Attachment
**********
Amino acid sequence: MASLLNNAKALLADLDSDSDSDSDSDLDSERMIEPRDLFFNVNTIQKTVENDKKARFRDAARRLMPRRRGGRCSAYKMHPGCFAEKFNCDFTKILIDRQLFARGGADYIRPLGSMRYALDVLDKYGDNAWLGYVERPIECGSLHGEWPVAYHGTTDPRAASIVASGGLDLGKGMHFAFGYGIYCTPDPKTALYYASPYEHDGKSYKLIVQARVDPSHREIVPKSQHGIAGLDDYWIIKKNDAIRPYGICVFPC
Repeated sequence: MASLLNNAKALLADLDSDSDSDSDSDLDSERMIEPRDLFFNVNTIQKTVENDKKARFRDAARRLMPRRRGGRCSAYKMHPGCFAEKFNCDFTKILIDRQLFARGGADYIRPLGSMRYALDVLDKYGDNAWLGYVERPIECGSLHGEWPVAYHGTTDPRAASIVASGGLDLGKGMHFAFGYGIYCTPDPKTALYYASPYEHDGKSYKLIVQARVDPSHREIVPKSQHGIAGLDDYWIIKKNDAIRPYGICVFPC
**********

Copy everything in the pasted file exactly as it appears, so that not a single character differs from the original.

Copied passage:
Amino acid sequence: MASLLNNAKALLADLDSDSDSDSDSDLDSERMIEPRDLFFNVNTIQKTVENDKKARFRDAARRLMPRRRGGRCSAYKMHPGCFAEKFNCDFTKILIDRQLFARGGADYIRPLGSMRYALDVLDKYGDNAWLGYVERPIECGSLHGEWPVAYHGTTDPRAASIVASGGLDLGKGMHFAFGYGIYCTPDPKTALYYASPYEHDGKSYKLIVQARVDPSHREIVPKSQHGIAGLDDYWIIKKNDAIRPYGICVFPC
Repeated sequence: MASLLNNAKALLADLDSDSDSDSDSDLDSERMIEPRDLFFNVNTIQKTVENDKKARFRDAARRLMPRRRGGRCSAYKMHPGCFAEKFNCDFTKILIDRQLFARGGADYIRPLGSMRYALDVLDKYGDNAWLGYVERPIECGSLHGEWPVAYHGTTDPRAASIVASGGLDLGKGMHFAFGYGIYCTPDPKTALYYASPYEHDGKSYKLIVQARVDPSHREIVPKSQHGIAGLDDYWIIKKNDAIRPYGICVFPC